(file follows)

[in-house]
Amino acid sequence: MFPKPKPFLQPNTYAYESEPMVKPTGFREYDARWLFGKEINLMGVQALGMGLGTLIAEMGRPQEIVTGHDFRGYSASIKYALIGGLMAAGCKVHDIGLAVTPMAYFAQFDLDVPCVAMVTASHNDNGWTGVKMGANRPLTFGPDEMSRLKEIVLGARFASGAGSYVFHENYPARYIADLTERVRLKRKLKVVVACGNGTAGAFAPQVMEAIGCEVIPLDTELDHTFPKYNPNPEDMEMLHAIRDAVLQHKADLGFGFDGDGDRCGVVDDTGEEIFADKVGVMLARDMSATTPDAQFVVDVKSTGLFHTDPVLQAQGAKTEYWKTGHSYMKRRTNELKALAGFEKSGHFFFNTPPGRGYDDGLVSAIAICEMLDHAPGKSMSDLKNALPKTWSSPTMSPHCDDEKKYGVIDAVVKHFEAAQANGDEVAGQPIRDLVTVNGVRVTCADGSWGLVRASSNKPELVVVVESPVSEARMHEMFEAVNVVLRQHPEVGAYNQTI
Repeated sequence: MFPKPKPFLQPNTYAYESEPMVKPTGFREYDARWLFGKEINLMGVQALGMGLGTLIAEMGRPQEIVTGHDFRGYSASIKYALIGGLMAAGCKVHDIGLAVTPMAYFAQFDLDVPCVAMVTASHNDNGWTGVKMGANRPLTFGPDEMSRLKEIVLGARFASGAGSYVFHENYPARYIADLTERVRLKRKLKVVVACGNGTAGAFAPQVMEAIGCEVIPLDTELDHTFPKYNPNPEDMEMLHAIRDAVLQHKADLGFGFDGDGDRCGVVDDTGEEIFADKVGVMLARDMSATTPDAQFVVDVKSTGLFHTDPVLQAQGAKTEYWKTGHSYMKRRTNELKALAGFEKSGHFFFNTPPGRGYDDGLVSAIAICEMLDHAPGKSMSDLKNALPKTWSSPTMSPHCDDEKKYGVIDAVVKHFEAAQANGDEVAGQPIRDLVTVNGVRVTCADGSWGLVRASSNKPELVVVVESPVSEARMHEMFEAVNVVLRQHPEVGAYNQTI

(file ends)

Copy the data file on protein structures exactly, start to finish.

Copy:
[in-house]
Amino acid sequence: MFPKPKPFLQPNTYAYESEPMVKPTGFREYDARWLFGKEINLMGVQALGMGLGTLIAEMGRPQEIVTGHDFRGYSASIKYALIGGLMAAGCKVHDIGLAVTPMAYFAQFDLDVPCVAMVTASHNDNGWTGVKMGANRPLTFGPDEMSRLKEIVLGARFASGAGSYVFHENYPARYIADLTERVRLKRKLKVVVACGNGTAGAFAPQVMEAIGCEVIPLDTELDHTFPKYNPNPEDMEMLHAIRDAVLQHKADLGFGFDGDGDRCGVVDDTGEEIFADKVGVMLARDMSATTPDAQFVVDVKSTGLFHTDPVLQAQGAKTEYWKTGHSYMKRRTNELKALAGFEKSGHFFFNTPPGRGYDDGLVSAIAICEMLDHAPGKSMSDLKNALPKTWSSPTMSPHCDDEKKYGVIDAVVKHFEAAQANGDEVAGQPIRDLVTVNGVRVTCADGSWGLVRASSNKPELVVVVESPVSEARMHEMFEAVNVVLRQHPEVGAYNQTI
Repeated sequence: MFPKPKPFLQPNTYAYESEPMVKPTGFREYDARWLFGKEINLMGVQALGMGLGTLIAEMGRPQEIVTGHDFRGYSASIKYALIGGLMAAGCKVHDIGLAVTPMAYFAQFDLDVPCVAMVTASHNDNGWTGVKMGANRPLTFGPDEMSRLKEIVLGARFASGAGSYVFHENYPARYIADLTERVRLKRKLKVVVACGNGTAGAFAPQVMEAIGCEVIPLDTELDHTFPKYNPNPEDMEMLHAIRDAVLQHKADLGFGFDGDGDRCGVVDDTGEEIFADKVGVMLARDMSATTPDAQFVVDVKSTGLFHTDPVLQAQGAKTEYWKTGHSYMKRRTNELKALAGFEKSGHFFFNTPPGRGYDDGLVSAIAICEMLDHAPGKSMSDLKNALPKTWSSPTMSPHCDDEKKYGVIDAVVKHFEAAQANGDEVAGQPIRDLVTVNGVRVTCADGSWGLVRASSNKPELVVVVESPVSEARMHEMFEAVNVVLRQHPEVGAYNQTI